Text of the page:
- Historical documents reveal former governor made pleas on vote
- BOE governor has staunchly rebuffed critics of his stance
Those saying Mark Carney is too outspoken on Brexit should take a look at the history books.
While the current Bank of England governor has been lambasted for his interventions in the debate, in 1975, less than a month before the U.K.’s only other referendum on its relationship with Europe, one of his forerunners issued a far more personal and impassioned plea.
“I am hopeful that the outcome of the referendum will be positive and that thereafter this country will be able to play a full and active role among the nations of Europe,” then governor Gordon Richardson said, according to a document from the BOE archives. “I must confess that I sometimes have to rub my eyes to be sure that I am not dreaming; that we really are deliberately engaged on a constitutional innovation as unsuitable and destabilizing as the referendum we now await.”
It’s a far cry from Carney’s more cautiously phrased statements. While the BOE has warned of the global economic damage an exit could wreak, the governor stopped short of giving an opinion on what the outcome should be. Even so, he’s had to staunchly defend his stance and this week penned a letter that hit back against his critics.
As governor of a now independent BOE, Carney’s comments have drawn ire from Brexit supporters and one lawmaker has even called for his resignation. Senior Conservatives Michael Howard and Iain Duncan Smith accused the BOE and the Treasury of a “woeful failure” to present “a fair and balanced analysis,” and “Leave” campaigner Bernard Jenkin wrote to the governor warning him against any further public comment.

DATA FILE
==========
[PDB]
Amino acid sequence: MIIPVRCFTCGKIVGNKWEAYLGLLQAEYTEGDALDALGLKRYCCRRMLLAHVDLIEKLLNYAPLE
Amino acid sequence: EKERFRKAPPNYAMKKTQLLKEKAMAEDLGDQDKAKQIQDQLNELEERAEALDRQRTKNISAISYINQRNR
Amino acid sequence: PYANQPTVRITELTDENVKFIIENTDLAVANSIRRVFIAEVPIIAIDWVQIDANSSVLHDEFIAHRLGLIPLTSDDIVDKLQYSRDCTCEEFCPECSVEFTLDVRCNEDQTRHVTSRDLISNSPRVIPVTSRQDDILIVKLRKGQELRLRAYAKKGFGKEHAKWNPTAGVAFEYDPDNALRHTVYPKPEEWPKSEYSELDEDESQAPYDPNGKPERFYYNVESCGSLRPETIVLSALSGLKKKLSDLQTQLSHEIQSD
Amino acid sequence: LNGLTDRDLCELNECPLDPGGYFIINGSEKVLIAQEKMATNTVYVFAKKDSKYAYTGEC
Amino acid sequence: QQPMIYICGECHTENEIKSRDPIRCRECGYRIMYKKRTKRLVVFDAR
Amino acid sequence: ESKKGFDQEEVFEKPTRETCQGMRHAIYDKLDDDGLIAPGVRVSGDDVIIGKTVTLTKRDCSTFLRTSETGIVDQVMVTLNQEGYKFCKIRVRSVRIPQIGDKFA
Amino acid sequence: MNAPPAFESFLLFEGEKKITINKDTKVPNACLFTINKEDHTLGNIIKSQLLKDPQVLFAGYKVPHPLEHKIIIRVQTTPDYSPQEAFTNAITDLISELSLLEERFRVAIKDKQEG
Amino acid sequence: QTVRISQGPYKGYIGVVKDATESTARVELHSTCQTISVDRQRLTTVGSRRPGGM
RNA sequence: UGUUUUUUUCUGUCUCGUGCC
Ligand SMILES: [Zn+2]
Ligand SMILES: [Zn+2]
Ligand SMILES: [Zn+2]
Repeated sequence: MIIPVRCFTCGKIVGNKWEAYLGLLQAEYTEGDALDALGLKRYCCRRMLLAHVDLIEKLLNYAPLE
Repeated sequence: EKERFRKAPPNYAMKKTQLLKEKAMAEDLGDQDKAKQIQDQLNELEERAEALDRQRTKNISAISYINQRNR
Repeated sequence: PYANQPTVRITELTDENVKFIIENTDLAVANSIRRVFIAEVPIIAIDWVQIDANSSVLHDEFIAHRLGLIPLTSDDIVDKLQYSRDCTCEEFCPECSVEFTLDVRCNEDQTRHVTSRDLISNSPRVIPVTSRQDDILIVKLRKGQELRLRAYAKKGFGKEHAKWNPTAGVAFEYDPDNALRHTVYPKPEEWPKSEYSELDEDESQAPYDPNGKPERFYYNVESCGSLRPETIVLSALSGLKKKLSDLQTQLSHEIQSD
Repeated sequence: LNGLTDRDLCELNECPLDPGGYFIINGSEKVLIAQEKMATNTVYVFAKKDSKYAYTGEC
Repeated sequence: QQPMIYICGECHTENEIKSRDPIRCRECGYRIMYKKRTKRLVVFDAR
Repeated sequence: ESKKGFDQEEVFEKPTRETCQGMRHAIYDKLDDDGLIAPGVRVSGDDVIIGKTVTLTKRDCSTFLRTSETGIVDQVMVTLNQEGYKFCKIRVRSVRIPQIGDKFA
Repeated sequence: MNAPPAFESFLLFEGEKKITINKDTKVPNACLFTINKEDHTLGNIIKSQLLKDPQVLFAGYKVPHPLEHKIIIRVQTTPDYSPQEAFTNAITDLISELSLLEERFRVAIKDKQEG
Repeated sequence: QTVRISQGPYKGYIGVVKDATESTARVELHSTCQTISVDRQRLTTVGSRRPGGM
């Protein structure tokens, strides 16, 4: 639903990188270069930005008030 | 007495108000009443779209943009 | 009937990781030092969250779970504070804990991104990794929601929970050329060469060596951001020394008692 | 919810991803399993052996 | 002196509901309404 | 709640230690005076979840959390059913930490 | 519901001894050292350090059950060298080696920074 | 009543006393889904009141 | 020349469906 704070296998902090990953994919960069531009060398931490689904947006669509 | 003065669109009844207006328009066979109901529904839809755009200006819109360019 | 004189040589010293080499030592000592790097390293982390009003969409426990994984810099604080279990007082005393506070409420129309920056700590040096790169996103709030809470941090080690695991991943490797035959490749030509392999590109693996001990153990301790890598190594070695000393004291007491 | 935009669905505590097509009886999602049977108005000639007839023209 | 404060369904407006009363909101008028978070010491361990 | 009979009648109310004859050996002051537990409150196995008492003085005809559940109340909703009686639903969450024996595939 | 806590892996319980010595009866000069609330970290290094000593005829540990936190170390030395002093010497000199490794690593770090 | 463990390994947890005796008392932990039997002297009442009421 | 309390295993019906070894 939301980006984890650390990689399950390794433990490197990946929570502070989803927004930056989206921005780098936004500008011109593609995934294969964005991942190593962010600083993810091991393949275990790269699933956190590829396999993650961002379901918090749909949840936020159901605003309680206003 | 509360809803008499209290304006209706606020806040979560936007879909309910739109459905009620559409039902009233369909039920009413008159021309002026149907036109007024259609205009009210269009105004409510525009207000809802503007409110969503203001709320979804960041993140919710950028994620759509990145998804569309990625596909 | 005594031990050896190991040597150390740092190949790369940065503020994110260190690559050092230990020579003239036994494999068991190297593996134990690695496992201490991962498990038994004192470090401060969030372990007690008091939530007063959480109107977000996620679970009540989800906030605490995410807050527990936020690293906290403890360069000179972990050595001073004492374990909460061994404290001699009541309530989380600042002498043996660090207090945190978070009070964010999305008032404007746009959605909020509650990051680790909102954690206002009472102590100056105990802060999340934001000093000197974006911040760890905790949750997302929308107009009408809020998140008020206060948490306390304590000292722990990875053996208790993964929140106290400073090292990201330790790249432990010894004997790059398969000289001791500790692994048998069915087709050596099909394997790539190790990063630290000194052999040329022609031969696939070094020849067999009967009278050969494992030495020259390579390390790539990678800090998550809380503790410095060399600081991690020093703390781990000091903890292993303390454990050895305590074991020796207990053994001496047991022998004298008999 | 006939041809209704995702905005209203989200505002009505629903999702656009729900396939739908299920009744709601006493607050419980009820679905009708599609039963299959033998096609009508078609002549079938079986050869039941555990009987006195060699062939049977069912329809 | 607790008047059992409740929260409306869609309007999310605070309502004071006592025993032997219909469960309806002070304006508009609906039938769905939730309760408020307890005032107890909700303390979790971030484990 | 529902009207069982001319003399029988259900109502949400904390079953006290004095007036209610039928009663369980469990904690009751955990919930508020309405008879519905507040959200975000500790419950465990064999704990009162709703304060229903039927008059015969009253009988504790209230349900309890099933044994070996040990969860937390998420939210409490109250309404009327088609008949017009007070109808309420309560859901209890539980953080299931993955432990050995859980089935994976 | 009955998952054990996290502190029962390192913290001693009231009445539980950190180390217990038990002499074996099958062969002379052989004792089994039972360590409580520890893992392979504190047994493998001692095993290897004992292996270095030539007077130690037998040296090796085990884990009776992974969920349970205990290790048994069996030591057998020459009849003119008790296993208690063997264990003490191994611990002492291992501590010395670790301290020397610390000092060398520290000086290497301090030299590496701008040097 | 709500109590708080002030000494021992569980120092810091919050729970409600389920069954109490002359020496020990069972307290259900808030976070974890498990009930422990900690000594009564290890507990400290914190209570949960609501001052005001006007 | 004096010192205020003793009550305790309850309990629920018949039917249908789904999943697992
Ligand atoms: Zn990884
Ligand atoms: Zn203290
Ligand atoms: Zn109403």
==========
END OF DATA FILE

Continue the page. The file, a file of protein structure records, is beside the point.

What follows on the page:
Such concerns didn’t dog Richardson, who in a speech just three days before the vote, implored Britons to take a “wise, far-sighted and honorable” decision and continue to make a “special contribution to Europe and to the world beyond.”
Back then, more than two-thirds supported membership of the European Economic Community. And Richardson was almost apologetic as he welcomed the result of the June 5, 1975 referendum.
“Our hesitation and apparent halfheartedness about Europe must have sorely tried the patience of our friends abroad,” he said, according to the text of a June 26 speech. “In the event, the decisive result of the vote has triumphantly vindicated the goodwill and trust which your government, above all, have so long shown towards us.”
While those comments were made before the central bank became independent from government, Carney may find some of Richardson’s warnings from 41 years earlier are still pertinent.
“As I follow our national debate, I must confess I sometimes have difficulty in identifying the relevance and internal consistency of many of the arguments,” Richardson said in the May 9, 1975 speech. “We in the bank at least are well aware of the emotions which can be aroused by the issues and of the harm that can be done in such a campaign.”